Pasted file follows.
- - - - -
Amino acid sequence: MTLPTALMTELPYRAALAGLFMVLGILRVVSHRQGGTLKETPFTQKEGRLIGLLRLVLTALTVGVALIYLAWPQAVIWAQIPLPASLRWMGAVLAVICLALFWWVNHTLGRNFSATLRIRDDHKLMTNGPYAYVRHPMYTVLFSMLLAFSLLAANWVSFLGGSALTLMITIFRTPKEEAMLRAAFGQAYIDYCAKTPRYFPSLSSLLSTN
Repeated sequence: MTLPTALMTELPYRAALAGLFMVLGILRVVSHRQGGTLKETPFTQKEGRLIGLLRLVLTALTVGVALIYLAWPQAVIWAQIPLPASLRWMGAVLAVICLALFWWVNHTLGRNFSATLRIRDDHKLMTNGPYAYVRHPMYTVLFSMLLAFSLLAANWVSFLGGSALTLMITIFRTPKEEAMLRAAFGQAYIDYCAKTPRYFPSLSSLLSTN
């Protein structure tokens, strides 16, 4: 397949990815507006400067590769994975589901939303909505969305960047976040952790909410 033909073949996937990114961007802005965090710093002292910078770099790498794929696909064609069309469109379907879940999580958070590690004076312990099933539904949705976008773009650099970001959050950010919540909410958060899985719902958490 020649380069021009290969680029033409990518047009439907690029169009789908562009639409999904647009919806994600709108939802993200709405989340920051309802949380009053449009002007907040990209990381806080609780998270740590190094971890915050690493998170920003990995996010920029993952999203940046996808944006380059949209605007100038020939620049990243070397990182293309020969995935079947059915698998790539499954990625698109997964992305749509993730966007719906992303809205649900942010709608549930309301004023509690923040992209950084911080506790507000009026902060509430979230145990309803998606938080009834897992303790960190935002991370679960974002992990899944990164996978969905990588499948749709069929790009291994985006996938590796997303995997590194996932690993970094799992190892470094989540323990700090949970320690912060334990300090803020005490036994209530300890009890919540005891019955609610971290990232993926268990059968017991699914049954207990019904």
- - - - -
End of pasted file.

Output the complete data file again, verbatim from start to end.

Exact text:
Amino acid sequence: MTLPTALMTELPYRAALAGLFMVLGILRVVSHRQGGTLKETPFTQKEGRLIGLLRLVLTALTVGVALIYLAWPQAVIWAQIPLPASLRWMGAVLAVICLALFWWVNHTLGRNFSATLRIRDDHKLMTNGPYAYVRHPMYTVLFSMLLAFSLLAANWVSFLGGSALTLMITIFRTPKEEAMLRAAFGQAYIDYCAKTPRYFPSLSSLLSTN
Repeated sequence: MTLPTALMTELPYRAALAGLFMVLGILRVVSHRQGGTLKETPFTQKEGRLIGLLRLVLTALTVGVALIYLAWPQAVIWAQIPLPASLRWMGAVLAVICLALFWWVNHTLGRNFSATLRIRDDHKLMTNGPYAYVRHPMYTVLFSMLLAFSLLAANWVSFLGGSALTLMITIFRTPKEEAMLRAAFGQAYIDYCAKTPRYFPSLSSLLSTN
């Protein structure tokens, strides 16, 4: 397949990815507006400067590769994975589901939303909505969305960047976040952790909410 033909073949996937990114961007802005965090710093002292910078770099790498794929696909064609069309469109379907879940999580958070590690004076312990099933539904949705976008773009650099970001959050950010919540909410958060899985719902958490 020649380069021009290969680029033409990518047009439907690029169009789908562009639409999904647009919806994600709108939802993200709405989340920051309802949380009053449009002007907040990209990381806080609780998270740590190094971890915050690493998170920003990995996010920029993952999203940046996808944006380059949209605007100038020939620049990243070397990182293309020969995935079947059915698998790539499954990625698109997964992305749509993730966007719906992303809205649900942010709608549930309301004023509690923040992209950084911080506790507000009026902060509430979230145990309803998606938080009834897992303790960190935002991370679960974002992990899944990164996978969905990588499948749709069929790009291994985006996938590796997303995997590194996932690993970094799992190892470094989540323990700090949970320690912060334990300090803020005490036994209530300890009890919540005891019955609610971290990232993926268990059968017991699914049954207990019904």